A serious case review into the murder of a 21-month-old girl by her special guardian’s boyfriend has criticised ‘totally inadequate’ post-placement support provided by local authority practitioners.
The lack of visits and monitoring by Birmingham council staff meant they were unable to build up a picture of what life was like for Lilly Hanrahan between her placement with the special guardian in 2016 and her murder by Sean Sadler in November 2017.
However, the report said the most significant failing was that of a domestic violence perpetrator programme tutor in not informing probation service colleagues that Sadler had resumed a relationship with the special guardian, in September 2017. Had she done so, this would have been shared with children’s social care, and would likely have triggered a section 47 investigation.
Lilly’s parents both misused substances. Following her birth in February 2016, the local authority proposed placing her with foster carers under an interim care order (ICO). However, this was opposed by her mother and maternal grandmother.
The court then made a child arrangements order placing Lily with her maternal grandmother, with an interim supervision order, but an assessment later ruled her out as a long-term care option for Lilly.
The special guardian was also put forward as a carer. Following a positive special guardianship assessment, a child assessment order was made for Lilly to live with her, followed by a special guardianship order (SGO) in September 2016.
SGO assessment ‘as thorough as it could be’
The review, by independent consultant Hilary Corrick Ranger, said the SGO assessment was “as thorough as it could be” considering it had to adhere to the court’s strict 26-week timescale, which “gave no time for reflection or monitoring of the placement prior to a final decision”.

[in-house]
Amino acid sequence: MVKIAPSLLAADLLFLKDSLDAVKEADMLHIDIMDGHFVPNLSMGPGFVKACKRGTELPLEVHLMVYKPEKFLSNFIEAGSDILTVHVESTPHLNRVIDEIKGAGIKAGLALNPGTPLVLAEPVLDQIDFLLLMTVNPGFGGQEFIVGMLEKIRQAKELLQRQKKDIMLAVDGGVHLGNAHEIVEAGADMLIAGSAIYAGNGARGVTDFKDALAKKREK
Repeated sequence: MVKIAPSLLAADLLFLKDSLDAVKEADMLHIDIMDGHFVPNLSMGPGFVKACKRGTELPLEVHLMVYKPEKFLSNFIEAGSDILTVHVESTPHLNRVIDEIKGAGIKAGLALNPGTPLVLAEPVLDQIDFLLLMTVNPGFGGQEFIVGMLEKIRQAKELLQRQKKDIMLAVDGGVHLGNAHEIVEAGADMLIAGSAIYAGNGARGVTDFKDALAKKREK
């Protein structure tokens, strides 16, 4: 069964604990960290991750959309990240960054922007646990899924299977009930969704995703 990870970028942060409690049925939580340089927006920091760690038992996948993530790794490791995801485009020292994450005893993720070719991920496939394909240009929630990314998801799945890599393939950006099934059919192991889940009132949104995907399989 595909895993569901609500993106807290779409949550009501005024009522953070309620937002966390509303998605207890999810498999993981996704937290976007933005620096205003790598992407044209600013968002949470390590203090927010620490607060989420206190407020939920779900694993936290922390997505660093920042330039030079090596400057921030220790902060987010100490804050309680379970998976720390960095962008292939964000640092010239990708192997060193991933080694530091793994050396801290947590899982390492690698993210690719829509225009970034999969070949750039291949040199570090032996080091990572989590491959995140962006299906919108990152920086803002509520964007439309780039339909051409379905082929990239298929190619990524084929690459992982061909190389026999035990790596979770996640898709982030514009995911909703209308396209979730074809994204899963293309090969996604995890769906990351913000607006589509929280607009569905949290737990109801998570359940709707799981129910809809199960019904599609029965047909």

However, Ranger found that the assessment did not explore the guardian’s mental health or relationship history or interview any of her previous partners. Notably, assessors did not interview Sadler, who was the father of the guardian’s eldest child and had been convicted of a number of domestic abuse and other violent offences.
This was because it was thought their relationship had ended about 10 years earlier.
The review also said the assessment failed to explore how the extended family dynamics between Lilly’s birth mother, maternal grandmother and special guardian would impact on Lilly’s life.
However, it concluded that it was unlikely the court would have made a different decision had there not been these deficits in the assessment.
The review was much more critical of the lack of support provided to Lilly and the special guardian after the placement was made.
Following the SGO, with Lilly also placed on a child-in-need plan, the plan was for the social worker to visit the special guardian monthly and hold regular child-in-need meetings. The council also planned to allocate a special guardianship support team worker to the special guardian.
But it said there was no evidence of any visits or child-in-need meetings from the council’s children’s social care services after the special guardianship order was made.
The council allocated a special guardianship team support worker to the special guardian on 18 November 2016, but they closed the case within a month after reporting that the special guardian had failed to respond to offers of help.
The child-in-need case was closed in March 2017.
‘Totally inadequate’ post-placement support
The review said the support post placement was “totally inadequate”.
“Both the case holding team and the special guardianship support team should have been monitoring whether support was taken up,” said the review.
“The lack of recorded visits and meetings should have been picked up by data monitoring and highlighted to managers. Had children in need meetings, home visits, support visits taken place practitioners might have had a proper sense of what life was like for Lilly within this family.”